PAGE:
Specialization is not the talking point it once was in the NFL. Multi-discipline heroics like Patrick Mahomes and Deshaun Watson are the focus of the day. Before that, people loved Rob Gronkowski’s fluid offensive role, essentially invented by Bill Belichick. But all of that hype doesn’t mean there’s nothing to be said about a narrow focus. Consider T.J. Watt.
The outside linebacker often serves as a single-handed game changer. Watt is a rare linebacker who can immediately and repeatedly set up his team’s offense for success in a single move. The Steelers’ defensive phenom does it by focusing on perfecting something mostly declining in the NFL.
How T.J. Watt proved himself as one of the best pass rushers
Watt is already a front runner for defensive player of the year. Behind the Steel Curtain reports that he was the highest-graded edge defender two weeks in a row. That comes on the heels of a 2019 season where the young LB handily led the pack in that category by the end of the season.
Nobody gets in the face of NFL QBs — past even the strongest offensive lines in the league — quite like Watt does. Since his rookie season, he’s been a contender for the biggest threat to QBs. Four seasons in, Watt appears to only be getting better. He gets in thanks to his preternatural ability to read the pass set. He’ll use risky moves like spinning past the right tackle if he knows he can get away with it. Then, once he gets in, he imposes his will in a way few players can manage.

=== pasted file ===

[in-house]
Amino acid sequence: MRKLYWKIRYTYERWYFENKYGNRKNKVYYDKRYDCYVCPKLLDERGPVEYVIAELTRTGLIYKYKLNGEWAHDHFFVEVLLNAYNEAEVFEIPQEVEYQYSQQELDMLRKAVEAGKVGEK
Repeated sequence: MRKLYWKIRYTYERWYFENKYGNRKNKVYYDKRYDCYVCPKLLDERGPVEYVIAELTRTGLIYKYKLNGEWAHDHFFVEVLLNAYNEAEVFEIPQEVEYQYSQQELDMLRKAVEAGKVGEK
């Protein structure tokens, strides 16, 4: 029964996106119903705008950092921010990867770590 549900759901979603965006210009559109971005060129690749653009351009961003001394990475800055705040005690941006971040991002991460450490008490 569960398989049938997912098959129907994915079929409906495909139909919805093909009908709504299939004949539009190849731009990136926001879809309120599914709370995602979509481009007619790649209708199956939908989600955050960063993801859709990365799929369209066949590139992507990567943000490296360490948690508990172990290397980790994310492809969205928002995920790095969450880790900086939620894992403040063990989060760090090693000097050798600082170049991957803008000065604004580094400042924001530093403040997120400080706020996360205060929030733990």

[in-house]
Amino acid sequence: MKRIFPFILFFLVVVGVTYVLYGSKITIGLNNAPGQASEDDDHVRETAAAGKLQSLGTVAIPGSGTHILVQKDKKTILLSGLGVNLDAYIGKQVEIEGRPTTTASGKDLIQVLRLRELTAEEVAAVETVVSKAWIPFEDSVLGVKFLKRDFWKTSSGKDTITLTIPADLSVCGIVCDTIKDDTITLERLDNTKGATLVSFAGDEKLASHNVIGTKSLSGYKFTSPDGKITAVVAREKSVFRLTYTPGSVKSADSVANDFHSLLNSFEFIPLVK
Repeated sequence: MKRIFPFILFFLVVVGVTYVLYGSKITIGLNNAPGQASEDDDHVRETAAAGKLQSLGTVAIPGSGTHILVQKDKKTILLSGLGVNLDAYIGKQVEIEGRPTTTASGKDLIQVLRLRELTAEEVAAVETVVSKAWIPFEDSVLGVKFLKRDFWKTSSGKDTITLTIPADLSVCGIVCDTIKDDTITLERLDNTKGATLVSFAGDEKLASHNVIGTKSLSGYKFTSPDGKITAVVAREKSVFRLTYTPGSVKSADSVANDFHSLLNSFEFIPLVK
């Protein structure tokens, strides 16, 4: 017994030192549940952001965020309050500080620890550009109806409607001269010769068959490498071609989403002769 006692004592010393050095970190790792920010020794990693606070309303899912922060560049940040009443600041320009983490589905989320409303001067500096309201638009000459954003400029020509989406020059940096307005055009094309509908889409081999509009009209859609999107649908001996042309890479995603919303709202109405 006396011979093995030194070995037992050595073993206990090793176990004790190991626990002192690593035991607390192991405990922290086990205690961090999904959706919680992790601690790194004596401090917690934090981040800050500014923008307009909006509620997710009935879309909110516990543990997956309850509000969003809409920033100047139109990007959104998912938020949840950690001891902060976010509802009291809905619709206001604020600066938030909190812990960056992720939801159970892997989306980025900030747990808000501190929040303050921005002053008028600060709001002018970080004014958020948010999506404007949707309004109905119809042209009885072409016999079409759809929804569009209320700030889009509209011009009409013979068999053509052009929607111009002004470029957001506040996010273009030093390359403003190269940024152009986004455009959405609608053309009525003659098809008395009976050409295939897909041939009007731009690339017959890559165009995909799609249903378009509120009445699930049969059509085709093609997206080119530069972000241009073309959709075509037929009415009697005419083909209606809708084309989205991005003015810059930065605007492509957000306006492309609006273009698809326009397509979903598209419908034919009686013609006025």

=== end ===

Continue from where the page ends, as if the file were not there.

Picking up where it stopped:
Why T.J. Watt decided to turn a rare play into his specialty
The thing that makes T.J. Watt unique is what happens once his hands land on a QB. Sports Illustrated ran a long-form cover story on just this habit of Watt’s. At a time when turnovers are far less common than they once were, Watt forces them. His true craft, his singular focus above all his many talents, is to strip the ball from the QB’s hands at every opportunity.
Steelers defensive coordinator Keith Butler calls it Watt’s “science.” For two consecutive seasons, no other player in the league has managed to force the ball free from QBs as often as Watt. His method is having set responses to each position the ball might be in.
It doesn’t always work — Watt is the first to admit that. Often, especially against elite QBs, he finds the opponent adjusting their position immediately upon seeing his notorious figure pushing through. But clearly, the plan works more than it does for other LBs. His 15 forced fumbles are the best in the NFL, details Pro Football Reference.
How turnovers can change the fortunes of an ailing team
The value of a turnover is at an all-time high. NFL games have become high-score affairs, as a rule. Turnovers, in turn, have become less common. Figuring out ways to force interceptions and strips is, more than ever, a crucial project for any struggling team.
Consider the power of a turnover-focused defense as it applied to the 2015 Detroit Lions. That team started 1-7, looking absolutely moribund by mid-season. Football Perspective reports that they managed to flip that narrative definitively by changing their defensive plan toward turnovers.
With their defense obsessively reconfigured towards knocking the ball loose, the Matthew Stafford-led offense suddenly had the ball in their hands far more often. They won six of their final eight games, salvaging what would’ve been an embarrassing season. For the Steelers, this is what Watt’s own obsessive focus brings, in terms of real win potential. Even a middling offense is far better positioned to win with turnovers as part of the plan — and no one does it better than Watt.